How Green Was My Valley?
Mary Evangelista is the Director of ArtPalestine International, a New York–based cultural organization that facilitates artistic exchanges between Palestine and the US. Evangelista recently curated the exhibition How Green Was My Valley at Whitebox in New York, introducing a new generation of Palestinian artists to the city. Previous exhibitions include The Thousand and One Nights at Postmasters Gallery – an exhibition of contemporary artists from Palestine curated by Evangelista and Michael Connor, editor / curator of Rhizome.
How Green Was My Valley featured works critical of the occupation, as well as those imaging new beginnings. Works such as Samira Badran’s viscerally charged but cold-as-steel-installation, Have a Pleasant Stay! - modeled on a security checkpoint in Kalandia, Jerusalem - or Taysir Batniji's, Transit, a series of slides taken in border passages between Egypt and Gaza - demonstrate the hard edge of bureaucracy and militarily enforced boundaries. But throughout the exhibition there is also a sense of improvisation, emerging networks and the persistence of community, despite the matrix of the world's most technological police state.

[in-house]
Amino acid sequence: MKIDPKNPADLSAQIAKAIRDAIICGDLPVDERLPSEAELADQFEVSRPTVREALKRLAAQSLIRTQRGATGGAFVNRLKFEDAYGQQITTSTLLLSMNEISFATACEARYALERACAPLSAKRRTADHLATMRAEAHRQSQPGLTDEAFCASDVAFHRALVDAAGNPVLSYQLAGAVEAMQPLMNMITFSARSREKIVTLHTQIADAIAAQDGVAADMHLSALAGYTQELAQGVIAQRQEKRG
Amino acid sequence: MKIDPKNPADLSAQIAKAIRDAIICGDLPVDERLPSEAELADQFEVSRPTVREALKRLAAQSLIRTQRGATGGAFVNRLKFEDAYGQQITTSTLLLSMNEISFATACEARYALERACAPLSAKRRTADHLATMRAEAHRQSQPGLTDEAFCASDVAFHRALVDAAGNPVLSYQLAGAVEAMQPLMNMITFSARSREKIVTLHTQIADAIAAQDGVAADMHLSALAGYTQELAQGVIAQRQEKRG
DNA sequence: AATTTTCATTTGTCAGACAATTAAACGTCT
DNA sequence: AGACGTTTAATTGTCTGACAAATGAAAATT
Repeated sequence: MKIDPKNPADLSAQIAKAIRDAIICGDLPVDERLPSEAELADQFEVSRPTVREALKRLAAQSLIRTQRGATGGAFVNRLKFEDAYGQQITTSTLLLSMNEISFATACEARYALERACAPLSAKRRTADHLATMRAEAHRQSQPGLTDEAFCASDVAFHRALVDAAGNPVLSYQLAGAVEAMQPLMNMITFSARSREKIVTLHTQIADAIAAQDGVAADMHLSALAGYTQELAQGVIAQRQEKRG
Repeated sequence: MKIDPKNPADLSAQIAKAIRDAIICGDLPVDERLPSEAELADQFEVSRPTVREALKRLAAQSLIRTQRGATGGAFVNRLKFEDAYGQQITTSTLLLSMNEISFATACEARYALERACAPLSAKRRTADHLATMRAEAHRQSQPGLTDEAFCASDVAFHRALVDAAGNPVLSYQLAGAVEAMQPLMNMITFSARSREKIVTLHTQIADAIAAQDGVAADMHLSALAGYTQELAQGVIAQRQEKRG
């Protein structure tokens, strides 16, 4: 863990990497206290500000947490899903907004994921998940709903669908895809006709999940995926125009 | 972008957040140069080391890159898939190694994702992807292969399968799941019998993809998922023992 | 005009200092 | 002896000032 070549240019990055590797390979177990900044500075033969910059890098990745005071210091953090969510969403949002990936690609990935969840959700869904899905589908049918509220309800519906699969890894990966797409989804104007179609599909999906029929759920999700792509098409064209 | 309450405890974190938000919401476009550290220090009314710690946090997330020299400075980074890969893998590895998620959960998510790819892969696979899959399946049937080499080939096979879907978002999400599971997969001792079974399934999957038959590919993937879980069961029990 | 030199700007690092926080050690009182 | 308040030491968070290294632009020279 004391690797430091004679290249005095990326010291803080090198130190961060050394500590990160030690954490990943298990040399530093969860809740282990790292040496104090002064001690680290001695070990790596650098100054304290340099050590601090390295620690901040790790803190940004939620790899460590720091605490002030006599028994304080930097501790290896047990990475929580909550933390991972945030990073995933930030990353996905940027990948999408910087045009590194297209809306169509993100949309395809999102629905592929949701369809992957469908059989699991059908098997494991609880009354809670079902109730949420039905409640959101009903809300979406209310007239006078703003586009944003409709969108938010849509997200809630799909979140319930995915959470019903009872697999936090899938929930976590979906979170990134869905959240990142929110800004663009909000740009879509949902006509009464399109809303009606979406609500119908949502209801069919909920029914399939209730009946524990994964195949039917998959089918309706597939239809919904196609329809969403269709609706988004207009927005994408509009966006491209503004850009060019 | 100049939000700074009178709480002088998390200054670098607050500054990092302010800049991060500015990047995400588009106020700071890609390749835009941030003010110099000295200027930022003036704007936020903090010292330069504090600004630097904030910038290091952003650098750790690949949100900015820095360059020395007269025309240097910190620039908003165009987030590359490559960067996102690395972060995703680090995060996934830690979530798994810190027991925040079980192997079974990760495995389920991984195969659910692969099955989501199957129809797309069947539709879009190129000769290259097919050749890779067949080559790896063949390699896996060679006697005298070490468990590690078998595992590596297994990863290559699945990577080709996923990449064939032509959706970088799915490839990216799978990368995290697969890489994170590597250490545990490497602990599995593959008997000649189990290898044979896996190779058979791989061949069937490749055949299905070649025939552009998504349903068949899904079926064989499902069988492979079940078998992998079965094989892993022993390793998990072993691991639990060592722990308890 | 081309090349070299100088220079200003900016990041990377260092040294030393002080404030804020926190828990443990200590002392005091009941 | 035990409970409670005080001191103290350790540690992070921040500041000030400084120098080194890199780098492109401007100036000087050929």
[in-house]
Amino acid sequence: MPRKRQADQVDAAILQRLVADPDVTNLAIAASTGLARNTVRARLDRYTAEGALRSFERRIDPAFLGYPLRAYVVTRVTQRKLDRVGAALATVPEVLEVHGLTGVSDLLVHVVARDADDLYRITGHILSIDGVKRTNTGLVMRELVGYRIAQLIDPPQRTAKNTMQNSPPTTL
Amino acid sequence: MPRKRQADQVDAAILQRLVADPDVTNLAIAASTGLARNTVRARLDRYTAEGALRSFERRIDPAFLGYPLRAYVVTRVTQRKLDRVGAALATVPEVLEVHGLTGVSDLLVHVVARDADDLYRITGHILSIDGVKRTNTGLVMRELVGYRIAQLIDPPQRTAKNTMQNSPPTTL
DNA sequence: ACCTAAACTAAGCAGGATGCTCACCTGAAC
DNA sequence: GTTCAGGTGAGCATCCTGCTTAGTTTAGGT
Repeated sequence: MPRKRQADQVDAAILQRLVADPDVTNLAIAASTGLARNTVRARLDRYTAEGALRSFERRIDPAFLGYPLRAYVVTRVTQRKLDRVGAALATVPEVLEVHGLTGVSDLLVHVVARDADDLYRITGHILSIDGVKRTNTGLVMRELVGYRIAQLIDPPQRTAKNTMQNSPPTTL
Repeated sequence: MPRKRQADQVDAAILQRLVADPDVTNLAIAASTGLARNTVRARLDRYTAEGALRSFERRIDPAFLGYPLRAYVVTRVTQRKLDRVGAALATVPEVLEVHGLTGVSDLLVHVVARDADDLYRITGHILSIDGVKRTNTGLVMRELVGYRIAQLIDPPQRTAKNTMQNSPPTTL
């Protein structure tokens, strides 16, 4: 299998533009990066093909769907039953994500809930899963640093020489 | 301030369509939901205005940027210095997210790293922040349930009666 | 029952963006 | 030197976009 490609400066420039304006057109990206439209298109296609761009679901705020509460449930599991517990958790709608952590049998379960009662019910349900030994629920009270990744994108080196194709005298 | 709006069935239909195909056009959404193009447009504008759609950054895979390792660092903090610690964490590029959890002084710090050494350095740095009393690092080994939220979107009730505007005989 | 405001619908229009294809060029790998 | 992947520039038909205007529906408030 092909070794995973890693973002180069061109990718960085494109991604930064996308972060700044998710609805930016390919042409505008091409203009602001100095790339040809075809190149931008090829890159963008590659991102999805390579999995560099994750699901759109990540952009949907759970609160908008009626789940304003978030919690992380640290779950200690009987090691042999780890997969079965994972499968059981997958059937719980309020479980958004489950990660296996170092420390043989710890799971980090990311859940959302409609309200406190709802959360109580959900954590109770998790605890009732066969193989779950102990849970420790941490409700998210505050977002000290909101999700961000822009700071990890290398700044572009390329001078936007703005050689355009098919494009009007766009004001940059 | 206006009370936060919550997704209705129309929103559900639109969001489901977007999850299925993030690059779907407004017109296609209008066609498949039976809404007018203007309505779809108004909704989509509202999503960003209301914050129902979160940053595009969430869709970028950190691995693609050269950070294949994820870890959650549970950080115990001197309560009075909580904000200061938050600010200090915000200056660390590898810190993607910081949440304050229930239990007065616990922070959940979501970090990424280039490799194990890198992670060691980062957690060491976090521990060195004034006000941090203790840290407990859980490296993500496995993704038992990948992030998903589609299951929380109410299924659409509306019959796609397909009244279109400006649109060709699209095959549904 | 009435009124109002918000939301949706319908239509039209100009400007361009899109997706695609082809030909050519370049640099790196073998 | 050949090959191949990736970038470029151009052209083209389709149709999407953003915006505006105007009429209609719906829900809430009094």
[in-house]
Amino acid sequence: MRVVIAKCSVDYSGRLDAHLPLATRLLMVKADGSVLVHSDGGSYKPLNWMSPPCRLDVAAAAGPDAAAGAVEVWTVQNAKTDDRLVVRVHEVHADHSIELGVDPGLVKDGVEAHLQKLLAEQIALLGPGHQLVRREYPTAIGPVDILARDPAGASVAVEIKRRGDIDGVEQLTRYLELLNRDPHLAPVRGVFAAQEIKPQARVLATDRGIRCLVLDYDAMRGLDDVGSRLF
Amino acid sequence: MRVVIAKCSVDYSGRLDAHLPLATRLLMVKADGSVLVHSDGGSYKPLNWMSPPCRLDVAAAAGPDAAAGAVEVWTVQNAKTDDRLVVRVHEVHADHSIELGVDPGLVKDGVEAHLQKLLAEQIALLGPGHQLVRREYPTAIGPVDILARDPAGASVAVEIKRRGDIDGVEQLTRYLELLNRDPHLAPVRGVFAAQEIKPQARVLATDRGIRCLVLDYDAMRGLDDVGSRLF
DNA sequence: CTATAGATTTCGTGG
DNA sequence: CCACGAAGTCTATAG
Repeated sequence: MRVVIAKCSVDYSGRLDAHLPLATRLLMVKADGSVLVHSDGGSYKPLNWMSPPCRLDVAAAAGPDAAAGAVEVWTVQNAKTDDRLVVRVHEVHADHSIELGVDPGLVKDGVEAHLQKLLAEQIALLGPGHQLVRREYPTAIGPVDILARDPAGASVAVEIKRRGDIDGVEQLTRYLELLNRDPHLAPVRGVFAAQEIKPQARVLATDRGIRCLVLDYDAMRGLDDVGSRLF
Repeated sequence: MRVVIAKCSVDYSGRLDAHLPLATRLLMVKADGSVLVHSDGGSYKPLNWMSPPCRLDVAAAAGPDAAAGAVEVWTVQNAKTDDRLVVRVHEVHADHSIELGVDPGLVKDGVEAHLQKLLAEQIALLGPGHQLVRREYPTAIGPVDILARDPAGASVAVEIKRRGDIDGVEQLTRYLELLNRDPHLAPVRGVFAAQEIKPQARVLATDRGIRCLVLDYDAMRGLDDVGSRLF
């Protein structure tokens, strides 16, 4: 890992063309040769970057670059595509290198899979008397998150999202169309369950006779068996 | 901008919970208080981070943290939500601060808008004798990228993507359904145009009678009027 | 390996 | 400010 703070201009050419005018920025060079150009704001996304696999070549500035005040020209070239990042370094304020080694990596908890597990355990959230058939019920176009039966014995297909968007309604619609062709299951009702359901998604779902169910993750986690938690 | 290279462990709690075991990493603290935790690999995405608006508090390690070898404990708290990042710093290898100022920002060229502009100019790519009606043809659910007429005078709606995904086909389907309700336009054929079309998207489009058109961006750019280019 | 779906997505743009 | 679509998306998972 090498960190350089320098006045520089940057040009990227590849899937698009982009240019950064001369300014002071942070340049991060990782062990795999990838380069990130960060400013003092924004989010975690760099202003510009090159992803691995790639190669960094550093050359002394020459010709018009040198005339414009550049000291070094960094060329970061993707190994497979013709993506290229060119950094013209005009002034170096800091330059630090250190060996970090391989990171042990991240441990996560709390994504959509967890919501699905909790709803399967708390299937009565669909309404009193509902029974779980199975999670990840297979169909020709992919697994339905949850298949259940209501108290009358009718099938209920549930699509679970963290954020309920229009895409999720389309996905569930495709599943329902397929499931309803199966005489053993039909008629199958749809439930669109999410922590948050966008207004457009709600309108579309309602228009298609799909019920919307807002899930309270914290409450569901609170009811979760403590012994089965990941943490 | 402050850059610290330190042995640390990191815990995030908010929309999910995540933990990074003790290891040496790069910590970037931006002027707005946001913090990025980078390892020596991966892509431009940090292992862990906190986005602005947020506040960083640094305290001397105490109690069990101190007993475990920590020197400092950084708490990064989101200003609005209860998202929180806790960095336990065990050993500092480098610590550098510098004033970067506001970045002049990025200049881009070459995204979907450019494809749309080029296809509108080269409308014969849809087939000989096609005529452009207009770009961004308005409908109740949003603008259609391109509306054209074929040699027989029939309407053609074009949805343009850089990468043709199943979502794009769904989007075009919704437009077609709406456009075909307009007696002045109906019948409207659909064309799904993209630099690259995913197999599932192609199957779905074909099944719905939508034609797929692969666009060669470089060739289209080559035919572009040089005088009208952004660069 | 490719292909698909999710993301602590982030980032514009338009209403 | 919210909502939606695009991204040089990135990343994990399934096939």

Underscoring the severity of the situation in Gaza, and the challenges facingPalestinian artists, one of the artists featured in the show, Mohammed Musallam, was unable to to attend the opening due to the closure of the Egyptian border, due to the siege on Gaza . “Rafah check point,” Musallam says, “which is the only entry point to Egypt and to the world for us, only opens for two days a month and a very limited number of Palestinians are allowed to leave Gaza.” Musallam did later make it to New York to see the exhibition, and a function was organised to greet him, but his return home is also uncertain. “I am flying back to Cairo tonight and I really do not know when I will be back in Gaza, as the border is still closed. Most probably I’ll be detained at Cairo Airport until the border is open and then will be deported to Gaza. It sounds crazy to have to struggle to get out and in to Gaza, but this is the hard reality of our life in Gaza”.